For most slip-falls, the most significant consequence is a blow to our pride and perhaps a bruise. Some result in fractures. Most fractures resolve completely within a few weeks.

Other slip-and-fall injuries can be life changing. It is those that most warrant the involvement of a lawyer to assist in assessing legal liability.

It can be unclear, at the time of a slip and fall, how significant and impactful the injury might be. As a precaution, I recommend the following:

Preserve the evidence of at the scene as immediately as possible. Hopefully, you or someone you are with will have the presence of mind to take photos as well as snippets of video of the scene to avoid a dispute as to what the conditions were. 

Maybe there are security cameras? Talk to nearby homes / businesses to have any potential footage preserved;

Preserve your memory of what occurred, as well as the memories of any witnesses while memories are still fresh. Journal, with as much detail as you remember, everything about the incident. 

When I say “as much detail as you remember," I mean that. What did you notice or not notice about the conditions as you approached the point where you fell? Which foot lost traction? How exactly did you go down? What did you notice about the walking surface while you were on the ground?

Preserve your footwear. A common recommendation is to keep them off to the side and not wear them. The more you wear them, the more their tread will be worn. You want to be able to show as robust a footwear as possible.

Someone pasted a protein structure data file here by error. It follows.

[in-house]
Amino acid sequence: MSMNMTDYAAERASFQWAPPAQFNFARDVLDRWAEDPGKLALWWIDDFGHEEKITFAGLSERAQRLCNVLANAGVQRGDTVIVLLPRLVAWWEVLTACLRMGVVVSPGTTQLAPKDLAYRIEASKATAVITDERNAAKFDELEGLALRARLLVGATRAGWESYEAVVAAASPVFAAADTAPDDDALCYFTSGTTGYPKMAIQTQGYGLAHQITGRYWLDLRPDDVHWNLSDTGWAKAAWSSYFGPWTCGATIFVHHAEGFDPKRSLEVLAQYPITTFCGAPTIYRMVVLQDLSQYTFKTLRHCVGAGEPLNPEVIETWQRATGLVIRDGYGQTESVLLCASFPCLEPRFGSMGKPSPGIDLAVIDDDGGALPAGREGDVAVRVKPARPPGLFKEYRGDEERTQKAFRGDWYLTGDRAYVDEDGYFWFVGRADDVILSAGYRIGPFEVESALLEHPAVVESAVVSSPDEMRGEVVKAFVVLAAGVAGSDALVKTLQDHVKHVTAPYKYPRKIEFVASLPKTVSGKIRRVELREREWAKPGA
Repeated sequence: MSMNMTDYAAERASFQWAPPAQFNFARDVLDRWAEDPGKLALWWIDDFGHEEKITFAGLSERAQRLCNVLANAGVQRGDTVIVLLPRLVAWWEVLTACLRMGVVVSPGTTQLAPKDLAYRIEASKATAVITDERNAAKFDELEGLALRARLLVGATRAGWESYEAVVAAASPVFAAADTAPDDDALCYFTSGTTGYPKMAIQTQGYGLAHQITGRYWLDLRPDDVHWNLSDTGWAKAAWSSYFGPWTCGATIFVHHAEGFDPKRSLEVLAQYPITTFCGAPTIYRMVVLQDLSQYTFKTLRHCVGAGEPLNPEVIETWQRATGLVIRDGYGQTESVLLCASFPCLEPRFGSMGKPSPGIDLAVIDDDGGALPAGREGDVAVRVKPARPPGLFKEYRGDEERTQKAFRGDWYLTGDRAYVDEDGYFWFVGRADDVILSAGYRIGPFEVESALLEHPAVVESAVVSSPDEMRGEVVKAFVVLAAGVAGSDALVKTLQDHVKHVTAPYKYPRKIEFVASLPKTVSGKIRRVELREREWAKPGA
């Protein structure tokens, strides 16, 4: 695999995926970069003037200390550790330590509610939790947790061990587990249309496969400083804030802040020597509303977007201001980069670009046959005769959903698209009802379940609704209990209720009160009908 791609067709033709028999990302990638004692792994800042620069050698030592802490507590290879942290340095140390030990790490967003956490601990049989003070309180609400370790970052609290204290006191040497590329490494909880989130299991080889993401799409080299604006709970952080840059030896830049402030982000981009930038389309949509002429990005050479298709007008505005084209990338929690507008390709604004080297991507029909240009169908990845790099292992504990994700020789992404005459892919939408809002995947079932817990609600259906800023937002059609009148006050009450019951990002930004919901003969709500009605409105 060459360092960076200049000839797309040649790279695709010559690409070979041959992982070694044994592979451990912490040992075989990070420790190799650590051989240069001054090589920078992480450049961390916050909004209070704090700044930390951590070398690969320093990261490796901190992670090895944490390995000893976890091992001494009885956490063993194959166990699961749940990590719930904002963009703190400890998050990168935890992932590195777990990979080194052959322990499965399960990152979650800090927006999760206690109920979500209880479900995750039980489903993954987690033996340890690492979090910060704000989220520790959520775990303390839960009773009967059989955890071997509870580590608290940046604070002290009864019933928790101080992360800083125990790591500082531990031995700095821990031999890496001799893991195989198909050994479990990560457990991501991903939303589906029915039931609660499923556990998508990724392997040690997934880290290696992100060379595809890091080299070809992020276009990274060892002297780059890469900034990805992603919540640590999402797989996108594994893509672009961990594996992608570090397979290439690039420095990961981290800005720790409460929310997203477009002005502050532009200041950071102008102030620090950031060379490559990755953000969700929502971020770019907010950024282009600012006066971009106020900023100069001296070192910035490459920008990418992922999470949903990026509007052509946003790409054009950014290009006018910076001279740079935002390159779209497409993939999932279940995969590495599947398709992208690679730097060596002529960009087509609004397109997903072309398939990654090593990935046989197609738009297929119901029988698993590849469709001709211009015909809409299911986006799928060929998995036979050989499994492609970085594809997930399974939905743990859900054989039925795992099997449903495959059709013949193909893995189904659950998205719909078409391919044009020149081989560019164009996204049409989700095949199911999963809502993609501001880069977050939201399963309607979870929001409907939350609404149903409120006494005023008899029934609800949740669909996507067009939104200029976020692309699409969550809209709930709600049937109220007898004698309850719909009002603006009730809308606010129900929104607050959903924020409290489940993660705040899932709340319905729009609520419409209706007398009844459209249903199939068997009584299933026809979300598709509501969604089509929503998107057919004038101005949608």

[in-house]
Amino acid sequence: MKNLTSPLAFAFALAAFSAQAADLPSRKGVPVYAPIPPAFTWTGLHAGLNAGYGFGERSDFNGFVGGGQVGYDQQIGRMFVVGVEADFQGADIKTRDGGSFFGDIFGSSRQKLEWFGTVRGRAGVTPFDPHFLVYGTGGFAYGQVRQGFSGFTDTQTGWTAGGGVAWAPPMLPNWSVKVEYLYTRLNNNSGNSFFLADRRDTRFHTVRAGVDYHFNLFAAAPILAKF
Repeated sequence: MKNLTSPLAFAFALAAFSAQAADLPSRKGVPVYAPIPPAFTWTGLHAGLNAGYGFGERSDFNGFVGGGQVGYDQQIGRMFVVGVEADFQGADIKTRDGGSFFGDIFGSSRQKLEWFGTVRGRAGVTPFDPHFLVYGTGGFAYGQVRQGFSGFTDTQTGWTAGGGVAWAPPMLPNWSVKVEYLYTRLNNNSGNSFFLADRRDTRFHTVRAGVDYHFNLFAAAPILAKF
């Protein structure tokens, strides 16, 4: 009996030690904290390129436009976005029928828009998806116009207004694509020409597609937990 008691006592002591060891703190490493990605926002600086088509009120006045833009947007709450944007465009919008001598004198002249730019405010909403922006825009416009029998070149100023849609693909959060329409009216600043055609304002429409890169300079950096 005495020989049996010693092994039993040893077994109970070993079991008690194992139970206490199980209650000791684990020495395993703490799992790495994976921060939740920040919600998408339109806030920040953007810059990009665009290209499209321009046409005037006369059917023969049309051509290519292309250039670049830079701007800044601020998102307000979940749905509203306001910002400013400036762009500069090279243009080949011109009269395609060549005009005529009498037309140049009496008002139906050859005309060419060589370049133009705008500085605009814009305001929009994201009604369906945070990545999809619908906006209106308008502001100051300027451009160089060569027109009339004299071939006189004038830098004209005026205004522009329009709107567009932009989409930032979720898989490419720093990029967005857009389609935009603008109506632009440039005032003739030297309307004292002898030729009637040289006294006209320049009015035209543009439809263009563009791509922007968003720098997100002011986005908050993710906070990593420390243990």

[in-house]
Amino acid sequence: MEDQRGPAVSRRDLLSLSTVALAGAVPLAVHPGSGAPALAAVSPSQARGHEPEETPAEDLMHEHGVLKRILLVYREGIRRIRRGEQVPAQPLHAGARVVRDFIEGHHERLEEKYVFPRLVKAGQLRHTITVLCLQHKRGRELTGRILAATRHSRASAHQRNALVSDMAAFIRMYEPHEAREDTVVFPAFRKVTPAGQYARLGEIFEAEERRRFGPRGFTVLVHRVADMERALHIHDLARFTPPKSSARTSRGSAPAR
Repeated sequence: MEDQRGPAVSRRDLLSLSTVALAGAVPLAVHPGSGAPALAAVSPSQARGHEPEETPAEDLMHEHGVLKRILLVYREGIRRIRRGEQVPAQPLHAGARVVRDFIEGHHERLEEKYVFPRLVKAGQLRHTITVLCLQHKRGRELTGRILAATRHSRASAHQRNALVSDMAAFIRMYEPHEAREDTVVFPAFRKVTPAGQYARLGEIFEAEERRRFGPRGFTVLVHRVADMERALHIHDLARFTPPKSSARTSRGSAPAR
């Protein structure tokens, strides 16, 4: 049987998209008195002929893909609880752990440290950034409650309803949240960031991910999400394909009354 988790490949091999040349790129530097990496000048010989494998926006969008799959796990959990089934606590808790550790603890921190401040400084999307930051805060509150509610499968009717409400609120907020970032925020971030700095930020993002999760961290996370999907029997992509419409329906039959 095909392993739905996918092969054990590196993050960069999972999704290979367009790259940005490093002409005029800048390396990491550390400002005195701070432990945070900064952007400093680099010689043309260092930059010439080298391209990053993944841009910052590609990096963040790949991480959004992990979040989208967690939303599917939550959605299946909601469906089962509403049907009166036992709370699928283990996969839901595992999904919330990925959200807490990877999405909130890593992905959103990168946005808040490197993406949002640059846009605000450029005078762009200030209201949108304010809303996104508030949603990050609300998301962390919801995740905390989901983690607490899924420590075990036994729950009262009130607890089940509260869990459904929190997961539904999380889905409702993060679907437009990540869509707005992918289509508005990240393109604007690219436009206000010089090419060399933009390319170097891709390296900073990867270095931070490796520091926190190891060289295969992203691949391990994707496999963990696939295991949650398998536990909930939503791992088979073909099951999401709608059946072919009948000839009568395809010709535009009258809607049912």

Have a consultation with a personal injury lawyer with expertise in slip-and-fall cases as immediately as possible. You might have difficulty finding a lawyer to assist you, because these cases are notoriously difficult to prosecute. 

Keep calling. Follow whatever further recommendations you are given.

I wish all of you a safe winter season. As I’ve written a number of times over the years, the very best claim is no claim at all.

Secret to avoiding accidents

An oncoming driver turns directly across your path.

You don’t have a chance. There’s only a split second between forward movement of the turning vehicle and impact.

You’re at full roadway speed. Add the acceleration of the turning vehicle and the impact is a dramatic one.

Life -ong consequences can flow from far less dramatic collisions. These crashes are life changers, if not enders.

If ever there was a preventable crash, it would be this one.

No special skill is required.

Open your eyes. Look for oncoming vehicles. If there is one: wait.

I’m not talking about scenarios where the straight through driver is pushing a yellow or blowing through a red light. Those scenarios have shades of grey. I’m talking about bright green lights and uncontrolled intersections where the left turner must simply wait for oncoming traffic to clear.

What should we do with those people?

With enough years of crash-free driving their insurance premiums won’t even go up. On what planet does that make sense?

But everyone’s premiums must increase to pay the hundreds of thousands, if not millions, of dollars required to fairly compensate that one driver’s innocent victims.

Do you feel pissed off about compensating the innocent victim? Walk a few minutes in their shoes and you’ll realized that no amount of money could fairly compensate such a life impact.

We need to get pissed off about the driver who was paying so little attention that he or she pulled out directly in the path of an oncoming vehicle.

But that offending driver just “had an accident.” That’s what insurance is for, no?